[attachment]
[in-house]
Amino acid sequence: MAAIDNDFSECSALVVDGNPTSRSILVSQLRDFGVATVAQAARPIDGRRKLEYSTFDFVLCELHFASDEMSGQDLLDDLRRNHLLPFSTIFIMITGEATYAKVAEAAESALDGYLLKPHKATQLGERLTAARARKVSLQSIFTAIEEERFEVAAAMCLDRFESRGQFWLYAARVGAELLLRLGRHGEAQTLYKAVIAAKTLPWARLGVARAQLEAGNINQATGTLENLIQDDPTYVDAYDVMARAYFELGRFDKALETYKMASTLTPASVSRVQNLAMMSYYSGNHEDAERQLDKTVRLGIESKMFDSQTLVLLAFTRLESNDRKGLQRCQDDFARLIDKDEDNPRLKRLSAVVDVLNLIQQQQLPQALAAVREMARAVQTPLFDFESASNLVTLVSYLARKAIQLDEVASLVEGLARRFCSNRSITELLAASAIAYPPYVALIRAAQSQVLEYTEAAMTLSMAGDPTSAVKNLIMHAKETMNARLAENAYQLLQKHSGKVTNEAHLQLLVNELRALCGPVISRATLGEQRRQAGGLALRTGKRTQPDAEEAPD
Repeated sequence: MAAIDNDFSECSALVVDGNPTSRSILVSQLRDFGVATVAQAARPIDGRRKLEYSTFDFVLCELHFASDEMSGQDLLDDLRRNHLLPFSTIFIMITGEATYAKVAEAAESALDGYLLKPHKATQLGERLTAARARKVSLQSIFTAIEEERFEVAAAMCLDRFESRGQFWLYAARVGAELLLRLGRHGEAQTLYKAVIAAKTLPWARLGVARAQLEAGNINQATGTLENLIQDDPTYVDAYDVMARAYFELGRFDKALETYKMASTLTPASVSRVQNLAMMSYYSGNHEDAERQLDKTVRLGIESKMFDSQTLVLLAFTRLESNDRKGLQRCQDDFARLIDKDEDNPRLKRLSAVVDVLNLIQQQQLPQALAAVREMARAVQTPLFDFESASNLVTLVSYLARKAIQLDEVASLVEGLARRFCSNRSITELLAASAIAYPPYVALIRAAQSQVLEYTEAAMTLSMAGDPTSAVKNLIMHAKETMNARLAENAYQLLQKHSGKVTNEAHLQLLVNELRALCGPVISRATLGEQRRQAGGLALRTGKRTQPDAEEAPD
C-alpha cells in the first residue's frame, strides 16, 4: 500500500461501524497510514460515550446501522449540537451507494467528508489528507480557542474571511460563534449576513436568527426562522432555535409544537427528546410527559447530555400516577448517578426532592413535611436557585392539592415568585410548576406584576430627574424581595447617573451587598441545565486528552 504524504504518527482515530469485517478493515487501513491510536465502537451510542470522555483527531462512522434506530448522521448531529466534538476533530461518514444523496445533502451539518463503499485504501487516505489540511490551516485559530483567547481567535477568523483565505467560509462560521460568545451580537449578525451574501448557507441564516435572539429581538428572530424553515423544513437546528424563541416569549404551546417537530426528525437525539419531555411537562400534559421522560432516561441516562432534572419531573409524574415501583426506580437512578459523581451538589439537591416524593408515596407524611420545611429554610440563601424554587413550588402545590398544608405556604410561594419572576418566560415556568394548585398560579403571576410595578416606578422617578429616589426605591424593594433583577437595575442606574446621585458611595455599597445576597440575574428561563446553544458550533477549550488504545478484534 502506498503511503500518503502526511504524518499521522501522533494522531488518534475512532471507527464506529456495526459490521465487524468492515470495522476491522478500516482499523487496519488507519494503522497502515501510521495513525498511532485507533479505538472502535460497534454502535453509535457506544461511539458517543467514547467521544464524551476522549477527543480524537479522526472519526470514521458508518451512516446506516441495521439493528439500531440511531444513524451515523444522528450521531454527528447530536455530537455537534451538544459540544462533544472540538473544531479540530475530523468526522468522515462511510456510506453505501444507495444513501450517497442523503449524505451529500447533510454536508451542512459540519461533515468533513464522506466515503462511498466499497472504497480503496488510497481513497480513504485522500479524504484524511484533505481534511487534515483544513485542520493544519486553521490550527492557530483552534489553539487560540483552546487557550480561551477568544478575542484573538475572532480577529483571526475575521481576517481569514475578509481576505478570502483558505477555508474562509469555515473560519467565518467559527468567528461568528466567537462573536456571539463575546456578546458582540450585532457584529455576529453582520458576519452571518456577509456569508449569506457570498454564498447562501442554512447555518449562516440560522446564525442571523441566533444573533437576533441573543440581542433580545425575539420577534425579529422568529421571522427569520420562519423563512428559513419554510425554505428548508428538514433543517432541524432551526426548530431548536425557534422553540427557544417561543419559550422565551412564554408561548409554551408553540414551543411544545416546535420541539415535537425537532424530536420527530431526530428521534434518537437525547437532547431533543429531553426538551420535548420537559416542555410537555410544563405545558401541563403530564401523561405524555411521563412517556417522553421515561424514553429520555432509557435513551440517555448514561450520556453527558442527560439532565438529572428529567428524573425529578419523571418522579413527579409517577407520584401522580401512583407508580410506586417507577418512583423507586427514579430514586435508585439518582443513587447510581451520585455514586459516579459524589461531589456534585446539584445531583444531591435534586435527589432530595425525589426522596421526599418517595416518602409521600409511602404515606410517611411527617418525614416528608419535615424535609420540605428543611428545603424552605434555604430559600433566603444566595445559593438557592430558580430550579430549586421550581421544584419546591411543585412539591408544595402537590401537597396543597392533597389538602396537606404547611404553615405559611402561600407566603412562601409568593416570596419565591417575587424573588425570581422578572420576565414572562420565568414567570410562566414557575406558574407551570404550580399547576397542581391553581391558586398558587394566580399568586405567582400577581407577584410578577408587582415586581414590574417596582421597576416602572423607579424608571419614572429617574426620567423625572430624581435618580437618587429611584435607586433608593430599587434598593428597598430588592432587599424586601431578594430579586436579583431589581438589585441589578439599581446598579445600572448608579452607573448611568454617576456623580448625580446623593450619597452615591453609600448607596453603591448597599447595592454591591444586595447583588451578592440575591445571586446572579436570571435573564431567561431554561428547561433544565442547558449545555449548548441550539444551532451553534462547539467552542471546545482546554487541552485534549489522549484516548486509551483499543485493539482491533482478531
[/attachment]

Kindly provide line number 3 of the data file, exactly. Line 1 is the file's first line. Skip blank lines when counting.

Repeated sequence: MAAIDNDFSECSALVVDGNPTSRSILVSQLRDFGVATVAQAARPIDGRRKLEYSTFDFVLCELHFASDEMSGQDLLDDLRRNHLLPFSTIFIMITGEATYAKVAEAAESALDGYLLKPHKATQLGERLTAARARKVSLQSIFTAIEEERFEVAAAMCLDRFESRGQFWLYAARVGAELLLRLGRHGEAQTLYKAVIAAKTLPWARLGVARAQLEAGNINQATGTLENLIQDDPTYVDAYDVMARAYFELGRFDKALETYKMASTLTPASVSRVQNLAMMSYYSGNHEDAERQLDKTVRLGIESKMFDSQTLVLLAFTRLESNDRKGLQRCQDDFARLIDKDEDNPRLKRLSAVVDVLNLIQQQQLPQALAAVREMARAVQTPLFDFESASNLVTLVSYLARKAIQLDEVASLVEGLARRFCSNRSITELLAASAIAYPPYVALIRAAQSQVLEYTEAAMTLSMAGDPTSAVKNLIMHAKETMNARLAENAYQLLQKHSGKVTNEAHLQLLVNELRALCGPVISRATLGEQRRQAGGLALRTGKRTQPDAEEAPD